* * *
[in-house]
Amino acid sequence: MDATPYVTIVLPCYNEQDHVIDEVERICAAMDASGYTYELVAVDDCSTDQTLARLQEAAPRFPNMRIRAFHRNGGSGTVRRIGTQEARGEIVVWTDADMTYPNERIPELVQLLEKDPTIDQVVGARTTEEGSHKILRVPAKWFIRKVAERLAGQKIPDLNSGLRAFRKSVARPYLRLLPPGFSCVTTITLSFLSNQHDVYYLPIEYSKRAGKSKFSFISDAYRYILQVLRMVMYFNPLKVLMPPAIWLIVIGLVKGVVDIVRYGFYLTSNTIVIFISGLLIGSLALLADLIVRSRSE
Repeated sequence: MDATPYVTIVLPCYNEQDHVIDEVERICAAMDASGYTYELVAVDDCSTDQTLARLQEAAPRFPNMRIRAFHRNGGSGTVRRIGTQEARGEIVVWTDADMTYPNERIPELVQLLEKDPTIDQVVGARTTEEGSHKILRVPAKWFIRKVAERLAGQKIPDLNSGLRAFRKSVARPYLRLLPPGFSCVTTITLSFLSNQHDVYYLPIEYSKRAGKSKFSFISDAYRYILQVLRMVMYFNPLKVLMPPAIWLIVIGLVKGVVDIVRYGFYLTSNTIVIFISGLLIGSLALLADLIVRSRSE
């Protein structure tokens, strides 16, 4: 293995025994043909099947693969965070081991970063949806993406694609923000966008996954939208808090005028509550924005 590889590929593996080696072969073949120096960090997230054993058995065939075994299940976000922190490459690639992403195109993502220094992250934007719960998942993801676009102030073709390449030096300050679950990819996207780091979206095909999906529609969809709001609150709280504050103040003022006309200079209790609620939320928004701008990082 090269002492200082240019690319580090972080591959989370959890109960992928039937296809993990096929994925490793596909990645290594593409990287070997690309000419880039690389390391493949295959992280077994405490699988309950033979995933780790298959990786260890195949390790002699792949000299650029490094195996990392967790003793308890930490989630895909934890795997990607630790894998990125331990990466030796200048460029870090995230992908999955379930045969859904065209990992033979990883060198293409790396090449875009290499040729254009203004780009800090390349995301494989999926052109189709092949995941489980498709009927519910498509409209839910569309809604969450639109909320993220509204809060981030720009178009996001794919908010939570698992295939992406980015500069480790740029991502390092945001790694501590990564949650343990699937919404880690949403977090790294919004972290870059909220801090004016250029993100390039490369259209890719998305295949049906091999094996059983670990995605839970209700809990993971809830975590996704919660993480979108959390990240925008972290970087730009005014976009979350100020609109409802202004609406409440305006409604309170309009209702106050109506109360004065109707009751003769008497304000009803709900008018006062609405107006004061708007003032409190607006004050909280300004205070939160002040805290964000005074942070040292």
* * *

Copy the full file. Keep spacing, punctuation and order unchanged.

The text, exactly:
[in-house]
Amino acid sequence: MDATPYVTIVLPCYNEQDHVIDEVERICAAMDASGYTYELVAVDDCSTDQTLARLQEAAPRFPNMRIRAFHRNGGSGTVRRIGTQEARGEIVVWTDADMTYPNERIPELVQLLEKDPTIDQVVGARTTEEGSHKILRVPAKWFIRKVAERLAGQKIPDLNSGLRAFRKSVARPYLRLLPPGFSCVTTITLSFLSNQHDVYYLPIEYSKRAGKSKFSFISDAYRYILQVLRMVMYFNPLKVLMPPAIWLIVIGLVKGVVDIVRYGFYLTSNTIVIFISGLLIGSLALLADLIVRSRSE
Repeated sequence: MDATPYVTIVLPCYNEQDHVIDEVERICAAMDASGYTYELVAVDDCSTDQTLARLQEAAPRFPNMRIRAFHRNGGSGTVRRIGTQEARGEIVVWTDADMTYPNERIPELVQLLEKDPTIDQVVGARTTEEGSHKILRVPAKWFIRKVAERLAGQKIPDLNSGLRAFRKSVARPYLRLLPPGFSCVTTITLSFLSNQHDVYYLPIEYSKRAGKSKFSFISDAYRYILQVLRMVMYFNPLKVLMPPAIWLIVIGLVKGVVDIVRYGFYLTSNTIVIFISGLLIGSLALLADLIVRSRSE
């Protein structure tokens, strides 16, 4: 293995025994043909099947693969965070081991970063949806993406694609923000966008996954939208808090005028509550924005 590889590929593996080696072969073949120096960090997230054993058995065939075994299940976000922190490459690639992403195109993502220094992250934007719960998942993801676009102030073709390449030096300050679950990819996207780091979206095909999906529609969809709001609150709280504050103040003022006309200079209790609620939320928004701008990082 090269002492200082240019690319580090972080591959989370959890109960992928039937296809993990096929994925490793596909990645290594593409990287070997690309000419880039690389390391493949295959992280077994405490699988309950033979995933780790298959990786260890195949390790002699792949000299650029490094195996990392967790003793308890930490989630895909934890795997990607630790894998990125331990990466030796200048460029870090995230992908999955379930045969859904065209990992033979990883060198293409790396090449875009290499040729254009203004780009800090390349995301494989999926052109189709092949995941489980498709009927519910498509409209839910569309809604969450639109909320993220509204809060981030720009178009996001794919908010939570698992295939992406980015500069480790740029991502390092945001790694501590990564949650343990699937919404880690949403977090790294919004972290870059909220801090004016250029993100390039490369259209890719998305295949049906091999094996059983670990995605839970209700809990993971809830975590996704919660993480979108959390990240925008972290970087730009005014976009979350100020609109409802202004609406409440305006409604309170309009209702106050109506109360004065109707009751003769008497304000009803709900008018006062609405107006004061708007003032409190607006004050909280300004205070939160002040805290964000005074942070040292």